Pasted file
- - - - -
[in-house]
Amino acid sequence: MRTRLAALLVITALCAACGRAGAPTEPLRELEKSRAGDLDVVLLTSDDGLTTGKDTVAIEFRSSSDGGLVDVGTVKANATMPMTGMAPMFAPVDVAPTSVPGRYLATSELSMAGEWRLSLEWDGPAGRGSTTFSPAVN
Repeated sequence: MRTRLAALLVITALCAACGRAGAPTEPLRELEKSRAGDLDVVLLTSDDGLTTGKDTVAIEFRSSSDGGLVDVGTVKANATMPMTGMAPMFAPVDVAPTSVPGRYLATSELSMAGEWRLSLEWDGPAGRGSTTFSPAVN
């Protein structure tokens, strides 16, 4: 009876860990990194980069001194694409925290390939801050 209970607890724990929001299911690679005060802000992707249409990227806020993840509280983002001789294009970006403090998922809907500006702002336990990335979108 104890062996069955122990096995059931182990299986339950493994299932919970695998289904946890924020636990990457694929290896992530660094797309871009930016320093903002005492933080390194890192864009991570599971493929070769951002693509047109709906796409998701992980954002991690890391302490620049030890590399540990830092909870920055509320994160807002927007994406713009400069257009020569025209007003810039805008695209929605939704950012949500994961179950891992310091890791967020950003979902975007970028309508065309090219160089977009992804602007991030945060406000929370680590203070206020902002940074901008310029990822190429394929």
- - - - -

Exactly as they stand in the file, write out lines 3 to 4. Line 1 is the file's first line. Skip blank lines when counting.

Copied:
Repeated sequence: MRTRLAALLVITALCAACGRAGAPTEPLRELEKSRAGDLDVVLLTSDDGLTTGKDTVAIEFRSSSDGGLVDVGTVKANATMPMTGMAPMFAPVDVAPTSVPGRYLATSELSMAGEWRLSLEWDGPAGRGSTTFSPAVN
């Protein structure tokens, strides 16, 4: 009876860990990194980069001194694409925290390939801050 209970607890724990929001299911690679005060802000992707249409990227806020993840509280983002001789294009970006403090998922809907500006702002336990990335979108 104890062996069955122990096995059931182990299986339950493994299932919970695998289904946890924020636990990457694929290896992530660094797309871009930016320093903002005492933080390194890192864009991570599971493929070769951002693509047109709906796409998701992980954002991690890391302490620049030890590399540990830092909870920055509320994160807002927007994406713009400069257009020569025209007003810039805008695209929605939704950012949500994961179950891992310091890791967020950003979902975007970028309508065309090219160089977009992804602007991030945060406000929370680590203070206020902002940074901008310029990822190429394929």